Many times patients come to podiatrists’ offices with foot discomfort that they attribute to safety footwear. However, it is essential to wear safety footwear when the activity requires it.
The term first came into use in the United States in 1904 to protect feet from high temperatures in foundries. Subsequently, safety footwear became more important to prevent foot trauma.
Fiber-reinforced tips were the first to be used, later replaced by steel tips. Finally, the use of other safety elements such as rigid elements inserted in the shank of the boots to avoid possible cuts or anti-puncture soles began to be used.
The benefits of safety footwear are well known, but unfortunately there are still patients who refuse to use this type of footwear, arguing that the weight of the shoe is excessive, causing muscle fatigue at the end of the working day, less perspiration that generates sweating problems (hyperhidrosis), little flexibility of the shoe shank or simply difficulty to fit in patients with cavus feet.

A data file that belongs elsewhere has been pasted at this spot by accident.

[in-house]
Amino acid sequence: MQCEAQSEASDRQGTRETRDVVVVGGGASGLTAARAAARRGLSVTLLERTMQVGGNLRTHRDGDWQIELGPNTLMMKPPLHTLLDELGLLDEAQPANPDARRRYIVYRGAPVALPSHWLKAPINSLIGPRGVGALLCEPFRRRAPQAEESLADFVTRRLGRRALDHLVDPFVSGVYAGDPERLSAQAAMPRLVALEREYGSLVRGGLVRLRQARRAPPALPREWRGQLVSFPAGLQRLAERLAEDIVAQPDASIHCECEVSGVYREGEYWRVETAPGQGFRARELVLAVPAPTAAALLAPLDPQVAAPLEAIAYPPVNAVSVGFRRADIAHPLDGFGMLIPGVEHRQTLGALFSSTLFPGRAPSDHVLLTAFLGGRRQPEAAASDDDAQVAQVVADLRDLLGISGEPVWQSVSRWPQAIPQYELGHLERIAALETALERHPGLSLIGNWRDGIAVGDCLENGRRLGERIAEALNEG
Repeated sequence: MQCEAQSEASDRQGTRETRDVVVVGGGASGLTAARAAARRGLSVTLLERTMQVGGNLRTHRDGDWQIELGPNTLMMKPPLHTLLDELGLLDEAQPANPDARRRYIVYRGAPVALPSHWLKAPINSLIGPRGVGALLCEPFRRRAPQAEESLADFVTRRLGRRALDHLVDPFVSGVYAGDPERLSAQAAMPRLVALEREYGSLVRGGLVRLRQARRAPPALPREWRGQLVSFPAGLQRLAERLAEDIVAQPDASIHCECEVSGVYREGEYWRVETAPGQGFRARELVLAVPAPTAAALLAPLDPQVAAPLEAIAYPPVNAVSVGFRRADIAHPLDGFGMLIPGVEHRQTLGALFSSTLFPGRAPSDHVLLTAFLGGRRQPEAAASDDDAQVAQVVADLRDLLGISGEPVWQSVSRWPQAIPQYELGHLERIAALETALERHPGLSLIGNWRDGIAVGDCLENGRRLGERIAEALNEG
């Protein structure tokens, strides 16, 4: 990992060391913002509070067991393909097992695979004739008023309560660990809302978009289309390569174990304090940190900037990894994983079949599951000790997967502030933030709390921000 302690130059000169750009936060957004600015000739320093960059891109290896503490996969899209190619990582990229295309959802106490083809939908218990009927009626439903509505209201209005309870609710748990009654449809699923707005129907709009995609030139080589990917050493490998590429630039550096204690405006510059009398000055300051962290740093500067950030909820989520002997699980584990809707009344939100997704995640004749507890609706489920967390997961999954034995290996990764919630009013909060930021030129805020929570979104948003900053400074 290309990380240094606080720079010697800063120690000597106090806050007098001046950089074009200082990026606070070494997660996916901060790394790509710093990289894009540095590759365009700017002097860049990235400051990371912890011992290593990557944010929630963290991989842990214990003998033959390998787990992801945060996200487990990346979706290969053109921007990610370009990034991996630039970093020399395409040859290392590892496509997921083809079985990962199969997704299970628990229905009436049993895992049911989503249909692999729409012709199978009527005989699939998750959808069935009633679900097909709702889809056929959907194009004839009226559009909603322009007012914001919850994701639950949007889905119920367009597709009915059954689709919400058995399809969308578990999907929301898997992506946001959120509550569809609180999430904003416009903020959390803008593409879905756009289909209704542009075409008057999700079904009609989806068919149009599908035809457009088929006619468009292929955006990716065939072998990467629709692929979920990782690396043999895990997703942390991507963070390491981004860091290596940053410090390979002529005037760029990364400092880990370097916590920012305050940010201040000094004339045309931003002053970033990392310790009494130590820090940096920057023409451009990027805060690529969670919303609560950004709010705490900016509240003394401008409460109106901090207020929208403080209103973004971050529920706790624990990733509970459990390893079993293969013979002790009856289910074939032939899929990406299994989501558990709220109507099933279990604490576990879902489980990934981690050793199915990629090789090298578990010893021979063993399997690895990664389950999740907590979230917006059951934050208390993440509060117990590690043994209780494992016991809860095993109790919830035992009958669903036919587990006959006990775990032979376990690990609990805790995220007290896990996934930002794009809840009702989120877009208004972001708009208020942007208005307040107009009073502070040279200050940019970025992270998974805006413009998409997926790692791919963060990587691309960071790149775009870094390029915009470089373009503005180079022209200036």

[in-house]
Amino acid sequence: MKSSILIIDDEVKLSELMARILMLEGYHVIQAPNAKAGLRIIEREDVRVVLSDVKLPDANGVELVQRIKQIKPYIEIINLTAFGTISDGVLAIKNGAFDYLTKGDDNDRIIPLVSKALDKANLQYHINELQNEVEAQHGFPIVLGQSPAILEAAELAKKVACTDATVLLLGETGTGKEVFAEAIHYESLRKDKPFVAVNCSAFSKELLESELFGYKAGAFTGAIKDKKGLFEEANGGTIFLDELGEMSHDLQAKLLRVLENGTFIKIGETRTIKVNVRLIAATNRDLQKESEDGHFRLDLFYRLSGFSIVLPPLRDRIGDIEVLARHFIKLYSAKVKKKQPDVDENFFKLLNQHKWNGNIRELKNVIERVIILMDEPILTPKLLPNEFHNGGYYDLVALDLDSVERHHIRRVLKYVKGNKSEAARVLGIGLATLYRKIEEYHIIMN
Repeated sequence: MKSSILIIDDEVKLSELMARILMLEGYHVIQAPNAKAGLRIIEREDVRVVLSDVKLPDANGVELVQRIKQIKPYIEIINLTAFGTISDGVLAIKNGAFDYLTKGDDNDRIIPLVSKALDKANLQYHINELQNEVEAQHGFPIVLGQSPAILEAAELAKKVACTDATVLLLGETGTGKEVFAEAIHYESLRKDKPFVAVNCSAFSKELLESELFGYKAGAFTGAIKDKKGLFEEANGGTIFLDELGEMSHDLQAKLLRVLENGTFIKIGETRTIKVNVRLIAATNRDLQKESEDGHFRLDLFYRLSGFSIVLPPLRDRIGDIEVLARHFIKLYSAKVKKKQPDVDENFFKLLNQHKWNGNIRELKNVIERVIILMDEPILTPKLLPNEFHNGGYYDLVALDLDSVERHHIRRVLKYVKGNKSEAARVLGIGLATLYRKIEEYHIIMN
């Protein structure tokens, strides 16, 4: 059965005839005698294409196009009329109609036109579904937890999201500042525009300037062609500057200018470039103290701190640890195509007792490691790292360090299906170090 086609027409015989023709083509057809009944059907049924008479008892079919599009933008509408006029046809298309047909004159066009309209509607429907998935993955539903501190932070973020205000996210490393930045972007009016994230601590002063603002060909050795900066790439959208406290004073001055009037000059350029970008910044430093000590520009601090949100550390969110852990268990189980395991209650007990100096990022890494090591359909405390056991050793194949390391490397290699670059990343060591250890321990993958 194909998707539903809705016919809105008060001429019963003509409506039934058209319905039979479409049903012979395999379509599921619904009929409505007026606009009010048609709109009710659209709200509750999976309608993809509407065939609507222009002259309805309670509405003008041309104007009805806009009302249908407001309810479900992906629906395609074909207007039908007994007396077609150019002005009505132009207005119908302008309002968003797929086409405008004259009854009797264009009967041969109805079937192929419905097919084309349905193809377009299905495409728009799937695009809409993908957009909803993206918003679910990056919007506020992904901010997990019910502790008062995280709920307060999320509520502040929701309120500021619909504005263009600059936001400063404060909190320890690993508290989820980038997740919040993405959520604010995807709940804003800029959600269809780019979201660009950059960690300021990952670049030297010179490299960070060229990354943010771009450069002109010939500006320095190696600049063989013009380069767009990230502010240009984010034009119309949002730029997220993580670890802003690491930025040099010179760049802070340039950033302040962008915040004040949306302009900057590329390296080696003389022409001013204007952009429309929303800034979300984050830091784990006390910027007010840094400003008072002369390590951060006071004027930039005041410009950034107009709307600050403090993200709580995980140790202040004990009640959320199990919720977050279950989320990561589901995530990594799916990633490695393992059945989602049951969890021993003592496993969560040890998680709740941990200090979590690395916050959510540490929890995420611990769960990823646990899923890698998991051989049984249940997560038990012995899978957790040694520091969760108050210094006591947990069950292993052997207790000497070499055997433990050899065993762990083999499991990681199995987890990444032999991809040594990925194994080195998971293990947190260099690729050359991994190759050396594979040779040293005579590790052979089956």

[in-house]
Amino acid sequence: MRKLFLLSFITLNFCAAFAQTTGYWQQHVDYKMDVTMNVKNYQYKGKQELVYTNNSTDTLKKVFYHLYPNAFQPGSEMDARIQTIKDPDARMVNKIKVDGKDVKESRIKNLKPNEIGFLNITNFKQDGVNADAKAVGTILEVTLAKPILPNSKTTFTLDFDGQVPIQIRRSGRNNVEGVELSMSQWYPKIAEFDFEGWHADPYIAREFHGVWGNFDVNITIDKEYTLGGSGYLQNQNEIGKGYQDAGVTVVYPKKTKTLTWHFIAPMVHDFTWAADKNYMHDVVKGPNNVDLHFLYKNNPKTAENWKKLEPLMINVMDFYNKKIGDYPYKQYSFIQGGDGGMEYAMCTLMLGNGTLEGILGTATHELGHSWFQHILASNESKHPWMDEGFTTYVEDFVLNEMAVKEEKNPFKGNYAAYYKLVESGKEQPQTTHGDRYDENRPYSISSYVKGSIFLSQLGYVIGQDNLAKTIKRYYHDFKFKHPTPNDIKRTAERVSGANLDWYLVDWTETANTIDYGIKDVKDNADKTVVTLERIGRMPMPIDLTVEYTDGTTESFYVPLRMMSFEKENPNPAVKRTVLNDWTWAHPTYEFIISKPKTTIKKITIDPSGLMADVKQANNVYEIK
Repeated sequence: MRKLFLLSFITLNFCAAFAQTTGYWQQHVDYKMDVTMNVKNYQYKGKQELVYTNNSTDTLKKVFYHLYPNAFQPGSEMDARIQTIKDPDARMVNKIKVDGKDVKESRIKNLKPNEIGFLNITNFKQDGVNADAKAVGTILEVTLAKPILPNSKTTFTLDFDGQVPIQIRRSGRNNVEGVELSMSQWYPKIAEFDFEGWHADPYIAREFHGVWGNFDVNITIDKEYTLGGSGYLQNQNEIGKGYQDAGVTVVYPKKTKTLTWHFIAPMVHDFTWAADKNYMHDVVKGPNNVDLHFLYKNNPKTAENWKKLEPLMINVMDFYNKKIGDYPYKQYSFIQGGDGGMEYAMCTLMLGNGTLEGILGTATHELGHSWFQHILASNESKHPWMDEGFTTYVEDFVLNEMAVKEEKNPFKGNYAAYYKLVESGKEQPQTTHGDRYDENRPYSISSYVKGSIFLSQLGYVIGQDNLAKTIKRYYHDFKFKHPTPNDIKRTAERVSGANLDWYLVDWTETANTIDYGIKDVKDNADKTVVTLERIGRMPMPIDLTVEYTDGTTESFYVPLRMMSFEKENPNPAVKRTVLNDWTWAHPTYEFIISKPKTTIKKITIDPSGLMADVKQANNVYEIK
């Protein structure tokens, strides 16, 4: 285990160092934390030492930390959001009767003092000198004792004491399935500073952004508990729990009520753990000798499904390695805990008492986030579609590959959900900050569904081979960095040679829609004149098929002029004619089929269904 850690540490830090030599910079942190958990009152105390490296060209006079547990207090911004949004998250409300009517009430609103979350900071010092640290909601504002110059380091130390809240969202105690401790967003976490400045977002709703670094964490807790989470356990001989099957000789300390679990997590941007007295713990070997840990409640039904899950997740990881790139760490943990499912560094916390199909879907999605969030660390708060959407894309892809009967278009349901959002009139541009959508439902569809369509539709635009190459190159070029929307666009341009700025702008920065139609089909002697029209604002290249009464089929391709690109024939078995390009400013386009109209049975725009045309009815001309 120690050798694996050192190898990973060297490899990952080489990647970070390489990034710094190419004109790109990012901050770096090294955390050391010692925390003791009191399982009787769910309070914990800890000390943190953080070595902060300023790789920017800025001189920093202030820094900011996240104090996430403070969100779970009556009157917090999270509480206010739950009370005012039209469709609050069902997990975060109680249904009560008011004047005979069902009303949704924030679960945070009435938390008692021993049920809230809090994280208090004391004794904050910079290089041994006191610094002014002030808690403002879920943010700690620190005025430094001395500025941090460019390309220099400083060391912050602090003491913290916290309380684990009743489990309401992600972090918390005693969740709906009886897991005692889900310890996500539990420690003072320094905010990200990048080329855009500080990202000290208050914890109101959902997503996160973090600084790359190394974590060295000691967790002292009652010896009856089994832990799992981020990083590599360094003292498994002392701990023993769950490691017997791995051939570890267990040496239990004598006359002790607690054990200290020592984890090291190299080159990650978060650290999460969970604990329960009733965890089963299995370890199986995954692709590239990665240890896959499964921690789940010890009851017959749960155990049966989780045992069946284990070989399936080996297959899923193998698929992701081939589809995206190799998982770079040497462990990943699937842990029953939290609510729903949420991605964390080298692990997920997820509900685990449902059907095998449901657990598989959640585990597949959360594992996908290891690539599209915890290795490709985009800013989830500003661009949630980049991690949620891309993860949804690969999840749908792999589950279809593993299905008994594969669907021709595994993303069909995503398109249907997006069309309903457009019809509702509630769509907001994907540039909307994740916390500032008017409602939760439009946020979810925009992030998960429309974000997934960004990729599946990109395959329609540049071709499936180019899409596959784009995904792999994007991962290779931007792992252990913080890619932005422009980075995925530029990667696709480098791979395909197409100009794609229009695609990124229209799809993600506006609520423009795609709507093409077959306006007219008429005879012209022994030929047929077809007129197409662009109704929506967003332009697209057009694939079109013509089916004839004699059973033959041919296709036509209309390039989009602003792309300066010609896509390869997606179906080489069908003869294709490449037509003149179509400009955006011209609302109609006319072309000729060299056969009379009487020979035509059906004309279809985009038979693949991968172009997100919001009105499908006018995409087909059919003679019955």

Which safety footwear to choose?
The first thing to note is that in recent years, safety footwear has improved significantly thanks to materials such as very lightweight steel.
It should also be taken into account that there are safety shoes with different types of lasts that adapt to the needs of the job. This type of footwear has the possibility of adapting customized orthopedic insoles in order to achieve a balanced weight relief. These insoles must be made by a specialist podiatrist.
The podiatrist should assess the type of work activity as well as perform a study of the footprint and an examination of the foot before making orthopedic insoles.
If you are required to wear this type of footwear, think of it as special protection that can save you from an accident at work.
The consultation with the podiatrist is important to go as comfortable as possible, contact Clínica San Román for more information.
Article prepared by Clínica San Román
Date of publication: 16-05-2018
Date of revision: 10-02-2020